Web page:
The outbreak of the First World War increased demand for Short's planes and flying boats; towards the end of the war, Shorts started building airships in massive hangers at Cardington. This endeavour was taken into public ownership in 1919, and became the Royal Airship Works. (The Cardington works have recently been revived as the home of the Airlander 10, currently the largest aircraft in the world).
The rest of the business remained in the brother's hands, and continuted to expand. Horace, though, had died in 1917, from a brain hemorrhage which may have been linked to his enlarged forehead, itself a side-effect of childhood meningitis.
Eustace died in 1932, shortly after landing a plane. Flight magazine recorded the details:
Mr. Short had taken the little " Mussel " seaplane up for his daily flight on April 8, and when he alighted on the Medway after his flight, those on the slipway at Shorts' Works at Rochester noticed with surprise that he did not begin to taxy towards home, but kept his engine running, the machine taxying into the river bank, where it remained with the engine still running. When the boatmen who went out to tow him in reached the machine, they found Mr. Short apparently dead in the cockpit. He was taken to the sick bay at the works, where doctors administered oxygen, but without avail. It was subsequently ascertained tha t death was due to a clot of blood on the heart.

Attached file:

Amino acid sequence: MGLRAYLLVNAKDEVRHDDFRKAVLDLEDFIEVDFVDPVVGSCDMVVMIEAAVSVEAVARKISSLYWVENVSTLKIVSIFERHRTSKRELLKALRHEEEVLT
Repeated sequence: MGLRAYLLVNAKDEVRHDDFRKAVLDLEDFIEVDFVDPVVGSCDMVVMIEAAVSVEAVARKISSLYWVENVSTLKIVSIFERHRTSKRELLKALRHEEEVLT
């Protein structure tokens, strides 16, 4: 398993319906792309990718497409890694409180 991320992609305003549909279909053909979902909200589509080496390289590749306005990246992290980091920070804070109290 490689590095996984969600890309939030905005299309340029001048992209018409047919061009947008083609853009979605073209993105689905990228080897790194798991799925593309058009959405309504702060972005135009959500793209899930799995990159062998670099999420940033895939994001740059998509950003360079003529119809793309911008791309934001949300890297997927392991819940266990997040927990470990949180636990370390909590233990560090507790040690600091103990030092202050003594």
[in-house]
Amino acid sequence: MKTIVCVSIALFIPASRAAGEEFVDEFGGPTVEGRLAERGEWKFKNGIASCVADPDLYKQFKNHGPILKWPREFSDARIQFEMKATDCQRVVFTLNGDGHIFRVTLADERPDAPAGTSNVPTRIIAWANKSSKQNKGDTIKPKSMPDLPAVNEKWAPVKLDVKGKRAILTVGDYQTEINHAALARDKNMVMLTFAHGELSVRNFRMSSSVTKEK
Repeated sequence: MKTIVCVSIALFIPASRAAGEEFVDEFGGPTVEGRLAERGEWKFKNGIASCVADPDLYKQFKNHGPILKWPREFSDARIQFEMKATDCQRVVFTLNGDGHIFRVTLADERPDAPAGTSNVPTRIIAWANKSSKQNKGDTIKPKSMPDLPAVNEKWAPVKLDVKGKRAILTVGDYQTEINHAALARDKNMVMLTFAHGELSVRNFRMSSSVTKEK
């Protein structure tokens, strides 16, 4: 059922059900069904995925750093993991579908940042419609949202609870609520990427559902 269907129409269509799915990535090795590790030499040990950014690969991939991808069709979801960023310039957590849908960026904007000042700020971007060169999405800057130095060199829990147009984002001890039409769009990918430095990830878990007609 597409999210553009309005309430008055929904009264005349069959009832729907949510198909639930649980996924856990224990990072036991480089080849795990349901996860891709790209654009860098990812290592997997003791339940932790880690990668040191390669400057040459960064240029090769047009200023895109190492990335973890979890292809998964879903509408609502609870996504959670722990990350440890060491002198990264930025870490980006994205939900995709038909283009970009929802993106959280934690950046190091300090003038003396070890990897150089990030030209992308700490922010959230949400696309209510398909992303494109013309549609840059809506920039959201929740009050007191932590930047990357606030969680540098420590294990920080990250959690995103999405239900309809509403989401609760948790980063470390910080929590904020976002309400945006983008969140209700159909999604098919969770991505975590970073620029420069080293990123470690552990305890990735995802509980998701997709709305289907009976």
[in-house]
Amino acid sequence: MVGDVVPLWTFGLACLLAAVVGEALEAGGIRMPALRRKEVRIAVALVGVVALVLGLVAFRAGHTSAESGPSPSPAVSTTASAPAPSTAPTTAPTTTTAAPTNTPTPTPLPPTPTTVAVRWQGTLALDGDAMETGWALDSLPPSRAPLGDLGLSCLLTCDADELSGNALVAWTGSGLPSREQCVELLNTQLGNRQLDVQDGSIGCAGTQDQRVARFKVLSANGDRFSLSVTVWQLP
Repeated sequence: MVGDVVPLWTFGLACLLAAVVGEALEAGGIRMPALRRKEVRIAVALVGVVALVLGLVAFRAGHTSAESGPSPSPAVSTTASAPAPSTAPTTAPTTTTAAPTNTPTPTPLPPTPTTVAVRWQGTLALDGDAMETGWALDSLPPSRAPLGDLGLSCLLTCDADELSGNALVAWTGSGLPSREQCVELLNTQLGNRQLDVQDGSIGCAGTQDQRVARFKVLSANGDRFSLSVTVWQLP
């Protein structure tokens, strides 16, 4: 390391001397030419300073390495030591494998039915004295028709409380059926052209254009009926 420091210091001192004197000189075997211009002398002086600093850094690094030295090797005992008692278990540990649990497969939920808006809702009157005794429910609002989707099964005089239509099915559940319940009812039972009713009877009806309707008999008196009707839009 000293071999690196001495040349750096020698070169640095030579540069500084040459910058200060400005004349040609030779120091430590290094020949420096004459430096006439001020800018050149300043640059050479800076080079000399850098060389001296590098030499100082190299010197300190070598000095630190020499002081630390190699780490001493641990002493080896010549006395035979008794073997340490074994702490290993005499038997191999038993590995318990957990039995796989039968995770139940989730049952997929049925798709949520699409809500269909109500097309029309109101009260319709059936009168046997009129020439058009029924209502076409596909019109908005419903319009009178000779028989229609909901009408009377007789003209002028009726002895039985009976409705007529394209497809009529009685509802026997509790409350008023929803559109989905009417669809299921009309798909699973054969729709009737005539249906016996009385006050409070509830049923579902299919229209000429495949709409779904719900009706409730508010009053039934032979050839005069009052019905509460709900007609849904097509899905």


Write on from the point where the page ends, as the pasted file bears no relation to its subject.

Oswald was now the only surviving brother, continuing to run the company. Amongst the business' successes was the Sunderland Flying Boat. Although these were initially designed in the 1930s to serve the nascent international leisure and business flying market, they really came into their own during the Second World War. A plane which could land and take-off on water had obvious applications as a rescue vessel for stricken boats; they also proved adept in antisubmarine attacks.
By now, Shorts were manufacturing in Belfast - they'd orginally operated a factory there in a joint venture with Harland. Eventually the entire business would be focused on the Belfast factory.
As the importance of aviation in the war effort became clearer, it was obvious that the government couldn't trust the provision of planes for the RAF to private enterprise. In 1943, Defence Regulation 78 was invoked and the company was brought under government control.
Oswald remained involved in the business, at least in title, as he was made Honorary Life President. And the company - since privatised, and taken over by Bombadier - continues to carry the brothers' name.